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I'm hoping to understand them so that I can use them potentially. I'm somewhat familiar with the scoping rules in R and with most of the functions that you have listed, but I will explore there details in more depth. Thanks for the info. –  John A. Ramey Jul 16 '10 at 18:37
Completely agree, Shane! It's important to understand environments and scoping in R if you're building any significant amount of code! But that doesn't necessarily imply you should use environments as data structures. –  Harlan Jul 16 '10 at 18:46
@Harlan: I completely agree. Maybe I should be more forceful on that front. @John: Don't use environments unless you (1) understand them and (2) have a good reason to do so. A list is generally a better option. IMO, it's a best practice to avoid side-effects unless you absolutely can't! –  Shane Jul 16 '10 at 18:50
Thanks for this answer Shane, I noticed that it hasn't been accepted so I'll take that to mean that I can be so bold as to ask for more? I have a dataset that was saved inside a new environment, named e.g. dta.env, so I did ls(dta.env), but it just returned a list of the data tickers. Is there a way to explore the environment in greater depth? to get a more thorough list of what's inside? (not sure if this qualifies as a new question altogether) If there's more to ls(), please would you expand on that? Thanks anyhows. –  PatrickT Mar 23 '13 at 13:46

Well, if you don't understand them, and the people you might someday have to read your code (including your future self) don't understand environments, then you shouldn't use them! They were designed to be used to encapsulate name spaces in packages and such. The fact that you can use them for pass-by-reference and hash tables doesn't necessarily mean you should. It's a trick. Generally, use of deep magic is not really advisable, even if it makes your code a little faster.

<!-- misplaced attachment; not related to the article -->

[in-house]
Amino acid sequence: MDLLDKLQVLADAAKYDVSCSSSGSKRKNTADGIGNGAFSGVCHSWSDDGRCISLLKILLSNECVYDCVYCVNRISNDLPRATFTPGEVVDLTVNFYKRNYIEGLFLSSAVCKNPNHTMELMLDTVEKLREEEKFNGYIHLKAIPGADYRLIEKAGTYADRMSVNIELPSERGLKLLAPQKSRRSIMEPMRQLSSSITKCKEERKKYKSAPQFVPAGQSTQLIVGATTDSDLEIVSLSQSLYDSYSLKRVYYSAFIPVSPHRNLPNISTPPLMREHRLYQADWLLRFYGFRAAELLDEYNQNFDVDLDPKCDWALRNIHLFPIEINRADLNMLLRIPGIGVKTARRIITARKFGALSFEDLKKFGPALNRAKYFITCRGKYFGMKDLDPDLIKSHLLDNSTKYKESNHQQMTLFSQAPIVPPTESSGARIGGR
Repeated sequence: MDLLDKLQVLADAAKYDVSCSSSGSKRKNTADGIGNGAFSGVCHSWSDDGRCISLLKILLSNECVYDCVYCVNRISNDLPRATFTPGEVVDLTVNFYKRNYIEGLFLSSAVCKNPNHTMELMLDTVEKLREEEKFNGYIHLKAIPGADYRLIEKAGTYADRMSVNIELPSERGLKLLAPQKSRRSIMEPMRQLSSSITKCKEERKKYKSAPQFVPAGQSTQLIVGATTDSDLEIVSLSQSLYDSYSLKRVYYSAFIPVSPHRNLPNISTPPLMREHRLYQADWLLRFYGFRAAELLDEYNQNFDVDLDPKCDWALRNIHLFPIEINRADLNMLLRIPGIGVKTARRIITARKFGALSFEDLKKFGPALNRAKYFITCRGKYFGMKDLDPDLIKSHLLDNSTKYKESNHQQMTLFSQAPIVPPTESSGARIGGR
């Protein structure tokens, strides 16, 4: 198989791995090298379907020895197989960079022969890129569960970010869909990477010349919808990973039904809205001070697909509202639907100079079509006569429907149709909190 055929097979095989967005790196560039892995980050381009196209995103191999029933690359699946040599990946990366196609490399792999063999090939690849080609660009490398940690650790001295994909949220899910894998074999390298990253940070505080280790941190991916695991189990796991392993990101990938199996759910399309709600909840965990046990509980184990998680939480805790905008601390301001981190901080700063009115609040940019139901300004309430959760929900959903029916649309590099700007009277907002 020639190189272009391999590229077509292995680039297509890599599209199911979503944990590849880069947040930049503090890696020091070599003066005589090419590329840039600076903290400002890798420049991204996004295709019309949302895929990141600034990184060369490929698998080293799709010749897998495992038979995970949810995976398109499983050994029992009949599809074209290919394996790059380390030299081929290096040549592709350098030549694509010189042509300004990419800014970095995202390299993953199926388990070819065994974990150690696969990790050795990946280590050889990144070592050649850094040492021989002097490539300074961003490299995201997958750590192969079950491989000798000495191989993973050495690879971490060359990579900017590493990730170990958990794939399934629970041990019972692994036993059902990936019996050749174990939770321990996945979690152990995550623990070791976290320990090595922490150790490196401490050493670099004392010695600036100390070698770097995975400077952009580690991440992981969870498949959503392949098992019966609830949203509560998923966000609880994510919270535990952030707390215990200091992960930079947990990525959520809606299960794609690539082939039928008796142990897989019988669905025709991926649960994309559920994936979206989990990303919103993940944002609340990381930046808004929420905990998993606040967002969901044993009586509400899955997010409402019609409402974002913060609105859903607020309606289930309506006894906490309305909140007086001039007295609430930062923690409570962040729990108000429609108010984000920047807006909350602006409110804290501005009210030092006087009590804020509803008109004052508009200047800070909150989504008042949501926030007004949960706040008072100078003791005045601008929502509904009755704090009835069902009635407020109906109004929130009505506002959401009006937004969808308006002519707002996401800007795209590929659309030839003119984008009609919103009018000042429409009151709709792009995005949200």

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So whenever I come across a new trick, I should avoid it because I don't understand it? Often I perform operations on large covariance matrices by passing them from function to function. Would using environments improve performance in this situation enough to warrant using them? –  John A. Ramey Jul 16 '10 at 18:17
I'm not entirely sure of the implementation details, but I believe that if you don't modify the large matrices within the functions, they're not actually copied. As to your larger question, I'd advise that if you need the speed, it may be worth learning the wizardry, just keep in mind that it's a (mild) abuse of the languages semantics to do so, and that you may regret it later. Or, you may not regret it! –  Harlan Jul 16 '10 at 18:44
+1 To touch on Harlan's concerns: yes, this is a dangerous usage because it introduces "side-effects". Whenever you allow a function to alter the outside world, you are opening yourself up to unexpected behavior. en.wikipedia.org/wiki/Side_effect_(computer_science) –  Shane Jul 16 '10 at 18:47
+1 to Shane's comment. In this increasingly parallelized world it is good practice to start cutting back on uses of side effects. –  Sharpie Jul 17 '10 at 14:12